The new graduate RN transition period is widely regarded as a highly stressful time in a nurse's career. Facilitating the new graduate RN's mastery of the transition process from student to professional RN is the ultimate desired outcome of providing guided imagery for stress reduction and performance enhancement. As nursing practice occurs in a shared context with other staff, patients, consumers, and health care administrators, the successful transition of the new graduate RN will affect the health care delivered on individual, unit, interdisciplinary, and institutional levels (Table).
Implementation of the model must include orientees’ self-assessments of what they perceive as threatening or challenging in terms of orientation or practice competencies. A prerecorded guided imagery program would ideally be introduced within the first few weeks of the nurse residency or orientation program for new graduate RNs. The Sidebar shows recommendations for the use of the model to guide new graduate orientation. The initial session would be introduced to the entire group, and a CD/DVD or audio file would be given to each nurse for continued use throughout the residency/orientation program at least three times per week during non-work hours. Scheduled weekly or monthly educational sessions would include further self-assessment of new or ongoing stress and challenges. The guided imagery program would be continued to aid in promoting well-being among the participants and to reinforce its effect over the entire residency/orientation period. Guided imagery also would be used to enhance learning in sessions where new skills are taught to enhance practice proficiencies. This type of guided imagery session could be offered individually or to groups, as appropriate, depending on the skills being taught. Such approaches are similar to the use of guided imagery for the athlete who is undergoing training in sports applications.
A 360° type of evaluation is ideally needed to evaluate this type of model. Traditionally, 360° feedback is a tool that provides employees the opportunity to receive performance feedback from supervisors and peers, reporting staff members, coworkers, and customers. With regard to the proposed model, feedback may be obtained from the different levels of interaction taken on by the new graduate RN.
In light of current health care costs, lower-cost informal approaches may be used alongside more formal evaluation approaches, such as surveys of self-reported stress, empowerment, confidence, and skill proficiency at the end of the residency/orientation program. Pairing the new graduate RN with a more experienced preceptor who has training in the use of guided imagery will reinforce this approach and provide an informal level of support.
In addition to augmenting the orientation of the new graduate RN by using guided imagery, these techniques may be used for nursing students, for practicing nurses who require updating of skills, or for nurses who are taking on new roles. Often the learner is asked to provide a return demonstration of the new skill. Reviewing the skill by using guided imagery techniques before the learner performs the return demonstration may further build individual capacity for successful learning.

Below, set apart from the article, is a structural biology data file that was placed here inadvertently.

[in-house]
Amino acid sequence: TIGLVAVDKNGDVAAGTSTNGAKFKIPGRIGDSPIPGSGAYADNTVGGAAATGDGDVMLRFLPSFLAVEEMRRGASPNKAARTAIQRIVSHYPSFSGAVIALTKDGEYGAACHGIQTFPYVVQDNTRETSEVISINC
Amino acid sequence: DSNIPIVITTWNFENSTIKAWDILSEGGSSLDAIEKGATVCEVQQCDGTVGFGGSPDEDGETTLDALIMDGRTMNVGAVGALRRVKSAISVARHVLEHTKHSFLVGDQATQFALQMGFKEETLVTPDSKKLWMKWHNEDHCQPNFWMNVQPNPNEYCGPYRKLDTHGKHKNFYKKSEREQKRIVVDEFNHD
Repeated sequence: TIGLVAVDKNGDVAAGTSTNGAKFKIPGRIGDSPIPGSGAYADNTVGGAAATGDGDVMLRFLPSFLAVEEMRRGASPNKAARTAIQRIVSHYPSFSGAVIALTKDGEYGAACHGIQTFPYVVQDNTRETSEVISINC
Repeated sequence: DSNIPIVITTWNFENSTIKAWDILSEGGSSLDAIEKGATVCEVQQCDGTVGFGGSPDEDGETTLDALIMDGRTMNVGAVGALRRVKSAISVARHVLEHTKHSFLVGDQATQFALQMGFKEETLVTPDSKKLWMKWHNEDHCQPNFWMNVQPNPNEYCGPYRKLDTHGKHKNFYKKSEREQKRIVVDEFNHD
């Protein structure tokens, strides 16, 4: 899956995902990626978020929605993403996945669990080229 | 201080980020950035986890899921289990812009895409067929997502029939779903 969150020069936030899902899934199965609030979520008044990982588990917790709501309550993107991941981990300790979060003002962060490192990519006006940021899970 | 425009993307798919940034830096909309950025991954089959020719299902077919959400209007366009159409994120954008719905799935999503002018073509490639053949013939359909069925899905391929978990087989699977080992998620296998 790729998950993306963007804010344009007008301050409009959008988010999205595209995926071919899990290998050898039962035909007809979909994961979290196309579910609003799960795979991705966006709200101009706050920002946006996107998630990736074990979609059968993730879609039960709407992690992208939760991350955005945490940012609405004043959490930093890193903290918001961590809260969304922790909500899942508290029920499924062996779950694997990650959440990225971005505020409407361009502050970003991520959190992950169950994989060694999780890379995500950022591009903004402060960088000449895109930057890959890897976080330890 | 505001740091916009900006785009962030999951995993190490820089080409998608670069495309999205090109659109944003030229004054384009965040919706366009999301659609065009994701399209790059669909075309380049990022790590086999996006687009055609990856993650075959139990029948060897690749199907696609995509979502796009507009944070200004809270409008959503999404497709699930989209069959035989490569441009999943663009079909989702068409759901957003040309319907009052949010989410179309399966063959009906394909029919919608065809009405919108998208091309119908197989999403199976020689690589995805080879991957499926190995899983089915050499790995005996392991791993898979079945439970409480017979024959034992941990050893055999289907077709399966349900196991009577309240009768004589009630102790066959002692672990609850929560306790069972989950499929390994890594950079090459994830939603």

For many, the new graduate RN transition is stressful. The Institute of Medicine's (2010) The Future of Nursing report recommended actions to support completion of a transition to practice program (nurse residency) in the workplace after graduation from a prelicensure nursing program. An important educational component of a nurse residency program is stress management. Currently, no standardized stress reduction training is provided to new graduate nurses. Guided imagery and other stress reduction techniques may reduce that stress. Guided imagery has the potential to serve as a mediator between the institution's attempts to provide a supportive orientation environment and the perception of proficiency of the new graduate RN. Teaching these techniques early in a nurse's career may provide a lasting means for stress reduction, enhancing job satisfaction and retention over time.
A CD/DVD or audio file is used to guide participants’ imagination to places or situations that will make them feel peaceful, safe, relaxed, and secure.
The CD/DVD or audio file may use gentle background music to create a relaxed atmosphere and help avoid distractions.
Participants may be asked to imagine a positive outcome to a stressful orientation situation, such as competence in completing the steps of a complex procedure or in implementing an institutional protocol.
While the participant focuses on the imagined situation, sensations and feelings, such as strength, competence, and confidence, are invoked.
Boehm, L. B., Tse, A. M. (2013). Application of Guided Imagery to Facilitate the Transition of New Graduate Registered Nurses. The Journal of Continuing Education in Nursing, 44(3), 113-119.
The authors have disclosed no potential conflicts of interest, financial or otherwise.
Ms. Laura B. Boehm, University of Hawaii at Manoa School of Nursing and Dental Hygiene, Department of Nursing, Honolulu. Hawaii Community College, Hilo, Hawaii.
Dr. Alice M. Tse, University of Hawaii at Manoa School of Nursing and Dental Hygiene, Department of Nursing, Honolulu, Hawaii.